Will coffee subscriptions raise some dough for Panera?
Panera Bread is looking to push the envelope in the fast-casual/QSR space with the introduction of a new subscription program that offers unlimited coffee for $8.99 a month.
The subscription covers the purchase of hot drip coffee, iced coffee and hot tea every two hours, any time of the day, and runs across all cup sizes. Cold brew iced coffee and espresso and cappuccino beverages are excluded.
Subscribers have to first join or be an existing member of the chain’s free loyalty program, MyPanera, which already has 38 million members.
The rollout follows a three-month test in four markets — Nashville, Raleigh, Cleveland and Columbus — that delivered a 200 percent increase in the frequency of visits, a 70 percent increase food purchases made with the coffee, and a 90 to 95 percent renewal rate.
In a statement, Panera said more than 160 million adults in the U.S. drink coffee every day, and the average American spends $1,100 on coffee a year. Studies show nearly half are “conflicted” over the money they spend.
Panera says its program is designed to make quality coffee “accessible to all.” The $8.99 charge is less than the average price of five cups at Panera. One cup daily in a 30-day month averages 30 cents each.
Niren Chaudhary, Panera’s CEO, said in a statement, “Coffee is an important daily ritual for so many — it can give you a dose of optimism — it lifts you up. We kept asking ourselves, why can’t it be more accessible, more affordable? Moreover, could unlimited coffee translate to unlimited optimism?’”
The launch follows the sandwich chain’s move last April to upgrade its coffee offerings and introduce sandwich wraps to join the highly competitive breakfast war. Today, perhaps not coincidentally, McDonald’s is offering free Egg McMuffins on its first “National Egg McMuffin Day,” the same day Wendy’s launches its breakfast menu across the country.
No major chain offers a similar subscription. Burger King in March 2019 offered a program that charged $5 a month for one small, hot coffee per day, but discontinued the offer a few months after. Some local coffee shops offer unlimited monthly programs that are significantly more expensive.
- Your Cup Is Always Full: Panera Disrupts The Industry With Unlimited Coffee Subscription – Panera Bread
- MyPanera+ Coffee – Panera Bread
- Panera Bread’s new coffee subscription program offers unlimited coffee for $8.99 a month – USA Today
- Now & Panera’s Deal Is Unbelievable – Refinery 29
- Panera Is Rolling Out An Unlimited Coffee Program So Prepare To Add It To Your Morning Routine – Delish
- Burger King launches $5-a-month coffee subscription service – RetailWire
- BURGER KING Restaurants Launches BK Café Subscription for Only $5 a Month – Burger King
- Wendy’s Begins Its Big Breakfast Push And Rivals Are Ready – Advertising Age
- Panera Bread enters the breakfast wars with new strategy – CNBC
DISCUSSION QUESTIONS: Does a coffee subscription program make sense for Panera Bread, and should other fast-casual chains or QSRs come up with their own programs? What metrics should define the success of such a program for Panera?
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16 Comments on "Will coffee subscriptions raise some dough for Panera?"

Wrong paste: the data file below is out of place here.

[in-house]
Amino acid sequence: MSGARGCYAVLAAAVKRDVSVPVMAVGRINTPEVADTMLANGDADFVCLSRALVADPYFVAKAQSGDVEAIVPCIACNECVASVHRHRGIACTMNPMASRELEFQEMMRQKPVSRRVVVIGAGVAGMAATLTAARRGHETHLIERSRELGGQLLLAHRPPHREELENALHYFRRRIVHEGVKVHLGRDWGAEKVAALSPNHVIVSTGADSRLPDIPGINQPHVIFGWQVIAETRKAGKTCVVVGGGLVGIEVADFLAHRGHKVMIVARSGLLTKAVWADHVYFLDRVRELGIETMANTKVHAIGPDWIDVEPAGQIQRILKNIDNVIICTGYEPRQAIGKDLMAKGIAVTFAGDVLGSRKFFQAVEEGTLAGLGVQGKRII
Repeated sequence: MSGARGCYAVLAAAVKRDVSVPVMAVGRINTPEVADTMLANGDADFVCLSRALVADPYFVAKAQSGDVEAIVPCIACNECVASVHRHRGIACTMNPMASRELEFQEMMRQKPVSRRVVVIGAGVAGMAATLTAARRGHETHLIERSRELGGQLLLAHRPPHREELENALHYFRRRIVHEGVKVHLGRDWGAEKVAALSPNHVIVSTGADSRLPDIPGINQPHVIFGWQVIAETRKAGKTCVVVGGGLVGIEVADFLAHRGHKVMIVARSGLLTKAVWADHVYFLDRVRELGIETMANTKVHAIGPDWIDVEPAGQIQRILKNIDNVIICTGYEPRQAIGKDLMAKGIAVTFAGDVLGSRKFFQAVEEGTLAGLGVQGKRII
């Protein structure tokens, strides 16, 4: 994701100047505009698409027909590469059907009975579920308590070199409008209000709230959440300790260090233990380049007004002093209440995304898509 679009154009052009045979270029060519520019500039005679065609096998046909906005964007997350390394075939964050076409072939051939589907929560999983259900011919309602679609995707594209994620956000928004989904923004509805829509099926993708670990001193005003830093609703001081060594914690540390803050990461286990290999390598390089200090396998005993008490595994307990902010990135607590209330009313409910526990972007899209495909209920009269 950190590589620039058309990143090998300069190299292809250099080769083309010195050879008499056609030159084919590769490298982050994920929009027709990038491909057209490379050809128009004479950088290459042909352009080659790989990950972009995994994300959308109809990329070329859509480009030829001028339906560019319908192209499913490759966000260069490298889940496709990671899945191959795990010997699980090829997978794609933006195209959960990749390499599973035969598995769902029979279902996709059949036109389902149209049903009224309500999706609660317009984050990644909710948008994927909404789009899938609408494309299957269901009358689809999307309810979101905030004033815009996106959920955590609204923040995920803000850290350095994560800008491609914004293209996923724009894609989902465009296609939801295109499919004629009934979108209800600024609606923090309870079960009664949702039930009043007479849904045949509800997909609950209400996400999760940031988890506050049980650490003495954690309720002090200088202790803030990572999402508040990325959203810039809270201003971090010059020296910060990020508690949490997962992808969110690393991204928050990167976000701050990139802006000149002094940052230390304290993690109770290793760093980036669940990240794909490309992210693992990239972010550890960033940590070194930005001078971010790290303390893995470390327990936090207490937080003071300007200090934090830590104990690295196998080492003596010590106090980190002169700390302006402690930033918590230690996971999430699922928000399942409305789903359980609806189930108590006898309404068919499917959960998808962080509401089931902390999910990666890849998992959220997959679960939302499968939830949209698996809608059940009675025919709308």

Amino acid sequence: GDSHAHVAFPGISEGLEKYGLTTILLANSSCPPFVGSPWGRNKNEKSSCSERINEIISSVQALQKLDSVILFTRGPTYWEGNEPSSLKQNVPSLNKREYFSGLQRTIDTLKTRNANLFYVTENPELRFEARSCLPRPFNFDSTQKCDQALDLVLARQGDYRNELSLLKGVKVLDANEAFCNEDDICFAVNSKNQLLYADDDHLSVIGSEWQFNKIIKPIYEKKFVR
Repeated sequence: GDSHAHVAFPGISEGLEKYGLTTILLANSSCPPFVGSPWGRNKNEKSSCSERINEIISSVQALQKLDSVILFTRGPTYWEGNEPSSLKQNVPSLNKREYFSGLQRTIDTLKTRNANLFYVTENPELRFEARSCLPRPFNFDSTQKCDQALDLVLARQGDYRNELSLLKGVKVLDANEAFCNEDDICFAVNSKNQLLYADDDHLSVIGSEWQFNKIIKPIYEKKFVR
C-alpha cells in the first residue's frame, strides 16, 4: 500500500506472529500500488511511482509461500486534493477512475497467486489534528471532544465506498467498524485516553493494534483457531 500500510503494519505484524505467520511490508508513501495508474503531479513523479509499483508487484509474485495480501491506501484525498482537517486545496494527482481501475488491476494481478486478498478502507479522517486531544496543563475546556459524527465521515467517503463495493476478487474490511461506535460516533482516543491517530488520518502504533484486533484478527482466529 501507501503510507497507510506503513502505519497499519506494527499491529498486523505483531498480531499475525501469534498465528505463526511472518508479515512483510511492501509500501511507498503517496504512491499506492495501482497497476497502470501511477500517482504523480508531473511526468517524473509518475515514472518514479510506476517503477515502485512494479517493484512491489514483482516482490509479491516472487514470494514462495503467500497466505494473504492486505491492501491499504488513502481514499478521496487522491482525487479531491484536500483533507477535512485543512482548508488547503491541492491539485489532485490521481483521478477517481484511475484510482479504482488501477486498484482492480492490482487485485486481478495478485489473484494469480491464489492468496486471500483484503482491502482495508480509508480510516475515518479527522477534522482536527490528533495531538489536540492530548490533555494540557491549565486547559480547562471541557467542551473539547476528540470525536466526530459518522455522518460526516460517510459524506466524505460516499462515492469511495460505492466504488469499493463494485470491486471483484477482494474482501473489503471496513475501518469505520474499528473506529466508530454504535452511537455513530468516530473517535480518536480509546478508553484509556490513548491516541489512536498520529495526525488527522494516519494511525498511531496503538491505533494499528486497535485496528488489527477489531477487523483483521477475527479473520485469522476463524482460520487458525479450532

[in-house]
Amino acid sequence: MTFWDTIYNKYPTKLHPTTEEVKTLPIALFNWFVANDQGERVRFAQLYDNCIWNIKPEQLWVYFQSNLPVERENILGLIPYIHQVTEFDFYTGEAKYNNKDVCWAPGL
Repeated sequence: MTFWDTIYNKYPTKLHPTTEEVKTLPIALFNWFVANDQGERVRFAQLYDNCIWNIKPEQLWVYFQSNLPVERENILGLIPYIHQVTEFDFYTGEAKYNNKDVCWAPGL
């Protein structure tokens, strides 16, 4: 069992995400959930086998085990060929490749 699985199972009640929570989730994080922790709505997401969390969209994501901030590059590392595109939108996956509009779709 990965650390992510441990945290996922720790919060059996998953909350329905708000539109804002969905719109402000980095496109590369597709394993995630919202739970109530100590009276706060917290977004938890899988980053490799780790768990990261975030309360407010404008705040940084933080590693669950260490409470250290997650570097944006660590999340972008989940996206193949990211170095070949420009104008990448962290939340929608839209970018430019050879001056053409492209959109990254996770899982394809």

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Founder, CEO & Author, HeadCount Corporation
It’s an interesting move by Panera to be the Netflix of coffee. I think Panera is right to focus on the ritual coffee buyers and, if everything impressive from the tests holds, then it seems like the program will be a winner. That said, the real question is how many new customers the coffee subscription will attract. If the program ultimately causes existing customers who would have purchased anyway to pay less, the program may be a win for customers but not a win for the business. Overall, I think the program sounds like a good fit for Panera and its customers.
Professor of Marketing, The Wharton School of the Univ. of Pennsylvania
So many breakfast QSRs have tried this but given up. I hope that Panera can stick with it –and genuinely leverage the excellent data/insights that will arise from it. Lots of potential here!
VP of Strategy, Aptos
I have to imagine that they did this with eyes wide open after running their loyalty program for a few years. If the benefits they got in their test scale as they expand the program, then I would say kudos to Panera for demonstrating how to use loyalty data wisely: identify a pattern of behavior that you can target to shift in a way that drives the results you want. Even better, do it in a way that makes customers feel delighted, special, and appreciated, and you’ve got a winning combination…
Senior Vice President, Dechert-Hampe (retired)
This is a very interesting proposition. Amazon Prime effectively increased visits and purchases by creating a consumer perception of “free shipping.” Will Panera be able to create that same perception of “free coffee”? I think the frequency of the $8.99 charge monthly might remind shoppers who don’t use the service as frequently as they thought they would to drop out. With Prime you typically lock in for a year. But automatic monthly billing to a credit card is practically invisible to most consumers. The financial trade-off of margin for increased frequency hinges on add-on purchases. So far it sounds like that’s working from the reported test results.